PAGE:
VANCOUVER, British Columbia — The OpenStack Foundation made Zuul, an open source continuous integration/continuous development (CI/CD) platform, into an independent project. Zuul also released version 3 of its software.
Zuul was originally developed for OpenStack CI testing and has since attracted contributors and users across many different organizations, including BMW, GoDaddy, OpenLab, and Wikimedia. It’s the third project to be managed by the OpenStack Foundation, joining OpenStack and Kata Containers.
As more users and use cases emerged, the team has been decoupling Zuul from OpenStack-specific systems. And it wanted to make the software available to a wide audience.
James Blair, a principal software engineer with Red Hat and a founding member of the Zuul project team, said the software has been around for a while. It makes sure that patches to OpenStack are tested before they land. “Zuul is the engine that drives that,” said Blair. “Every change to a piece of software should be a commit and should be tested before it lands.”
Zuul version 3 jobs are written in Ansible, said Blair, because Ansible can deploy software anywhere: on containers, bare metal, network switches. “The idea with Zuul is that you can write an Ansible playbook and use that same playbook in development,” he said. “Developers can create ad hoc CI tests with the ability to perform cross community CI testing whether the developers are in another office, company, or country. Zuul version 3 stands on its own as a project.”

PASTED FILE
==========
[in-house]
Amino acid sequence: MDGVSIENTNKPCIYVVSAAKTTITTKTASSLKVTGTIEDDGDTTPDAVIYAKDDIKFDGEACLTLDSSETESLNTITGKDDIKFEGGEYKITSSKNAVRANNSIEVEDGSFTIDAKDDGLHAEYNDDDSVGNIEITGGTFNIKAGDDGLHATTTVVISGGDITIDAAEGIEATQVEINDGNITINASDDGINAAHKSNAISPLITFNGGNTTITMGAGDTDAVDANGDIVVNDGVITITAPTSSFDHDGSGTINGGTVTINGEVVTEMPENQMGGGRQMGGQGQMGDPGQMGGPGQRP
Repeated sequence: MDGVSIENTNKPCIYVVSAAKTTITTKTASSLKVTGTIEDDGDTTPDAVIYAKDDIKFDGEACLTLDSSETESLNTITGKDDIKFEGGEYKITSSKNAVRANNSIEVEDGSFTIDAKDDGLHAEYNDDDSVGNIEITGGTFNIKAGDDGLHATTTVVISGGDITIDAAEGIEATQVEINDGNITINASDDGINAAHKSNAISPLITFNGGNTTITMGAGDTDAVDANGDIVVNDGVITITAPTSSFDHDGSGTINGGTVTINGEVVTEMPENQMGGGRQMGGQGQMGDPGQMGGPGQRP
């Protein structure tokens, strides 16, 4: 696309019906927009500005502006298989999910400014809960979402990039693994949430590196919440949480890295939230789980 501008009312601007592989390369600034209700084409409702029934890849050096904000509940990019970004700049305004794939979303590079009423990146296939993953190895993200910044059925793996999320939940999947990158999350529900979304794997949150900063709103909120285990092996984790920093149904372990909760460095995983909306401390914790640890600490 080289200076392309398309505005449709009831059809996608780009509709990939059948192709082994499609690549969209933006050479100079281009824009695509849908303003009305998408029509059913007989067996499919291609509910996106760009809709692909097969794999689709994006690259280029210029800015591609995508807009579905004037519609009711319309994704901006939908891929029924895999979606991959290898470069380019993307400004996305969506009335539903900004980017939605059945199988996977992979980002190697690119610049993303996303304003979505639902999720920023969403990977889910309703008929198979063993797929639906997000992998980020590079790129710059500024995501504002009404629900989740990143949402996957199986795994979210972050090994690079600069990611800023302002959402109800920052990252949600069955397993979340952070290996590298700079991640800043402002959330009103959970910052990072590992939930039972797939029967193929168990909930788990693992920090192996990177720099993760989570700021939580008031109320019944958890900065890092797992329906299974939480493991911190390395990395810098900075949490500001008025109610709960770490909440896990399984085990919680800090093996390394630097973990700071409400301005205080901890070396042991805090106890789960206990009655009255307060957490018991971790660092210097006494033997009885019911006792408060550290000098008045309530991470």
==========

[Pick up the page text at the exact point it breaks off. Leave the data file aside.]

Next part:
Melvin Hillsman, an open source community operations manager at Huawei, said in a statement, “Primarily, the benefit we see is the ease of integration with other projects. Zuul is beneficial in general for open source users who utilize Ansible for other problem domains because it allows for a common language/workflow to be utilized both within the CI/CD system and outside it.”
At an OpenDev event co-located this week with the OpenStack Summit, Blair stressed that Zuul is focused on project gating. The software looks at a proposed change and dependencies of that change and says with certainty that when those changes land, they won’t break other things. “In OpenStack, projects are highly dependent on each other,” he said. “With Zuul, it pulls all the projects together and tests changes against each other. We can avoid projects breaking each other.”